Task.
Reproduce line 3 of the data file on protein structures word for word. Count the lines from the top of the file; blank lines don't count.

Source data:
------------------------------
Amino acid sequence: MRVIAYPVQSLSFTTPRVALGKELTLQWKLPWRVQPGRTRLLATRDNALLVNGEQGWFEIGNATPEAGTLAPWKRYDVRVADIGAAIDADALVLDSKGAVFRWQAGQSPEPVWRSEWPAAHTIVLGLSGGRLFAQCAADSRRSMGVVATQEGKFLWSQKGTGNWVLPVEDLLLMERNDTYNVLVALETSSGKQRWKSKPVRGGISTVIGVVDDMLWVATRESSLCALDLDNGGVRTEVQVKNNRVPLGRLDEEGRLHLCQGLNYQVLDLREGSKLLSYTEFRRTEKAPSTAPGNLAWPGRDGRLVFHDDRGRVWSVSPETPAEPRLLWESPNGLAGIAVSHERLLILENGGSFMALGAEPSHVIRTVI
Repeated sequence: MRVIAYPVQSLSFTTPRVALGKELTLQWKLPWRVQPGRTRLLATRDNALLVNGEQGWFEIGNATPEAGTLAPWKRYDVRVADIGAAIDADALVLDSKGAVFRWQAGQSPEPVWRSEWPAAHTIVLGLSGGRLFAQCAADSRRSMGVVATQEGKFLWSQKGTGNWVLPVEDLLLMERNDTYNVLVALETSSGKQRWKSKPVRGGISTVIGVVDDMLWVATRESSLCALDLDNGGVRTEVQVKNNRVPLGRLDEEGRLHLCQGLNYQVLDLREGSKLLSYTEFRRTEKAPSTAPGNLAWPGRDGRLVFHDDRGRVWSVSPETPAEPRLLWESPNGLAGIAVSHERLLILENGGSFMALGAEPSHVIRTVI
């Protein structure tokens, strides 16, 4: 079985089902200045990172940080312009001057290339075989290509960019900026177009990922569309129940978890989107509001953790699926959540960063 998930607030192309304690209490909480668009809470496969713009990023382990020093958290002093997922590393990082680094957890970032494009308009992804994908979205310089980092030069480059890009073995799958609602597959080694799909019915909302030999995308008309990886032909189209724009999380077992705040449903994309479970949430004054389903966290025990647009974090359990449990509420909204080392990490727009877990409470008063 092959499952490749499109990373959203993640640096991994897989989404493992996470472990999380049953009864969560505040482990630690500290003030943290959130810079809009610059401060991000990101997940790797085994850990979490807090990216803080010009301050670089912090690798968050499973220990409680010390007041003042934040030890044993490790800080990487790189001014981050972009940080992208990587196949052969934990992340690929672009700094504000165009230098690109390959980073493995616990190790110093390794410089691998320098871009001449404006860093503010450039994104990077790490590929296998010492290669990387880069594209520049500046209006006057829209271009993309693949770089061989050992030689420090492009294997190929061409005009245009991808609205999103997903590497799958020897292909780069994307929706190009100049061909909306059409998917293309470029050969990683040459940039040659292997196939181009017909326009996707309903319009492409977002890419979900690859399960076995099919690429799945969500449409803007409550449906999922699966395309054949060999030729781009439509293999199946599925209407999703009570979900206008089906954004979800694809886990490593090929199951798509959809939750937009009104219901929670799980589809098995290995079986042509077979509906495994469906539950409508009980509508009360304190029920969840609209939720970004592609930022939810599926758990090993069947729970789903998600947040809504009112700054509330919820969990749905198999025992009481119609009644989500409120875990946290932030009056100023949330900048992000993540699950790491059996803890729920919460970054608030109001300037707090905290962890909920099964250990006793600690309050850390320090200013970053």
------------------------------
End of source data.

């Protein structure tokens, strides 16, 4: 079985089902200045990172940080312009001057290339075989290509960019900026177009990922569309129940978890989107509001953790699926959540960063 998930607030192309304690209490909480668009809470496969713009990023382990020093958290002093997922590393990082680094957890970032494009308009992804994908979205310089980092030069480059890009073995799958609602597959080694799909019915909302030999995308008309990886032909189209724009999380077992705040449903994309479970949430004054389903966290025990647009974090359990449990509420909204080392990490727009877990409470008063 092959499952490749499109990373959203993640640096991994897989989404493992996470472990999380049953009864969560505040482990630690500290003030943290959130810079809009610059401060991000990101997940790797085994850990979490807090990216803080010009301050670089912090690798968050499973220990409680010390007041003042934040030890044993490790800080990487790189001014981050972009940080992208990587196949052969934990992340690929672009700094504000165009230098690109390959980073493995616990190790110093390794410089691998320098871009001449404006860093503010450039994104990077790490590929296998010492290669990387880069594209520049500046209006006057829209271009993309693949770089061989050992030689420090492009294997190929061409005009245009991808609205999103997903590497799958020897292909780069994307929706190009100049061909909306059409998917293309470029050969990683040459940039040659292997196939181009017909326009996707309903319009492409977002890419979900690859399960076995099919690429799945969500449409803007409550449906999922699966395309054949060999030729781009439509293999199946599925209407999703009570979900206008089906954004979800694809886990490593090929199951798509959809939750937009009104219901929670799980589809098995290995079986042509077979509906495994469906539950409508009980509508009360304190029920969840609209939720970004592609930022939810599926758990090993069947729970789903998600947040809504009112700054509330919820969990749905198999025992009481119609009644989500409120875990946290932030009056100023949330900048992000993540699950790491059996803890729920919460970054608030109001300037707090905290962890909920099964250990006793600690309050850390320090200013970053």